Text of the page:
In Southeast Lower Michigan, a Chance of Snow after Midnight
The wind repeats itself
and repeats itself, galloping down
All the usual causeways. Those on the outskirts
Remain there, vigilant on the outskirts, renewing their vows
To the outposts.
Night will pass
By—a boat low in the water, motor cut—whether or not you sleep,
Whether or not you sense the snow beginning, twinge
In a dream, twinge in the trapezium
Bone of the left hand. When the day comes it will break
too bright—the light insisting
On perimeters, every branch and ledge handfasted
To its outline in white and shriven, shriven. Just look
At what these winters have done
To me. Here I am standing on the snow where it has fallen
thick over the creek and crusted. Here,
Where the creek still sings
its little broken song underneath.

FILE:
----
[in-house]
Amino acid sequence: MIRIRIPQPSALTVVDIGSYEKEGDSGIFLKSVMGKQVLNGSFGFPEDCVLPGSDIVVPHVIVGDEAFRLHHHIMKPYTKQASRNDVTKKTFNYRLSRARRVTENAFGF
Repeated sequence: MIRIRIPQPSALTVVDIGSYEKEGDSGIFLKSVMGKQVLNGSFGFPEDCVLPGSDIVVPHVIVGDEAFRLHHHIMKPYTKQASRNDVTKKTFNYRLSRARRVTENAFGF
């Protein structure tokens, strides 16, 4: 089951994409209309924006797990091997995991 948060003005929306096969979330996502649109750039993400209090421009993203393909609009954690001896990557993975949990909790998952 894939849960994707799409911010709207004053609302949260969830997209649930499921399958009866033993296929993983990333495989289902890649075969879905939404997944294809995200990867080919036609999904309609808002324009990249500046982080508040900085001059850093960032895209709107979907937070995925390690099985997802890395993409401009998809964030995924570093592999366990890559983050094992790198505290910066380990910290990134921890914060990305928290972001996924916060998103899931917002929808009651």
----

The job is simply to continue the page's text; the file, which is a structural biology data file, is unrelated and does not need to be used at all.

CAVE WALL PRESS, LLC
Molly Spencer’s poetry has appeared in FIELD, Gettysburg Review, New England Review,
Ploughshares, and elsewhere. Her critical writing has appeared at Colorado Review, Kenyon
Review Online, The Rumpus, and Tupelo Quarterly. Molly holds an MFA from the Rainier
Writing Workshop and is Poetry Editor at The Rumpus. She teaches writing at the
University of Michigan’s Ford School of Public Policy.
NOTE: A phrase in this poem is patterned off the phrase "Just look what the mountains/
have done to me," from Vievee Francis's poem "Everywhere and Here Too."